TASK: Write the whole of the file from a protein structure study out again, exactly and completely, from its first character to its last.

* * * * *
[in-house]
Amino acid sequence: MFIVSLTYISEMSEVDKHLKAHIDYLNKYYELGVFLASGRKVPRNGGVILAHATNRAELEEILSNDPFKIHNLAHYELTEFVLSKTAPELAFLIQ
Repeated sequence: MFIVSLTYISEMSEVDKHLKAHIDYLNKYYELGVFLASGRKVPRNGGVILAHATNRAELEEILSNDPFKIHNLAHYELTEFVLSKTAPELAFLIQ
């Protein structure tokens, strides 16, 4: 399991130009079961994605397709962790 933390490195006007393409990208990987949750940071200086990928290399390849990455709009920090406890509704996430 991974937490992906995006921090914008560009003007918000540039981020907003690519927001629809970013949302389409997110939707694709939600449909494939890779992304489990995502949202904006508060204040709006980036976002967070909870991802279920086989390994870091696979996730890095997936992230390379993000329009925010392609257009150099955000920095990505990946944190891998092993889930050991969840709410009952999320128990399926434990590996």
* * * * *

[in-house]
Amino acid sequence: MFIVSLTYISEMSEVDKHLKAHIDYLNKYYELGVFLASGRKVPRNGGVILAHATNRAELEEILSNDPFKIHNLAHYELTEFVLSKTAPELAFLIQ
Repeated sequence: MFIVSLTYISEMSEVDKHLKAHIDYLNKYYELGVFLASGRKVPRNGGVILAHATNRAELEEILSNDPFKIHNLAHYELTEFVLSKTAPELAFLIQ
């Protein structure tokens, strides 16, 4: 399991130009079961994605397709962790 933390490195006007393409990208990987949750940071200086990928290399390849990455709009920090406890509704996430 991974937490992906995006921090914008560009003007918000540039981020907003690519927001629809970013949302389409997110939707694709939600449909494939890779992304489990995502949202904006508060204040709006980036976002967070909870991802279920086989390994870091696979996730890095997936992230390379993000329009925010392609257009150099955000920095990505990946944190891998092993889930050991969840709410009952999320128990399926434990590996």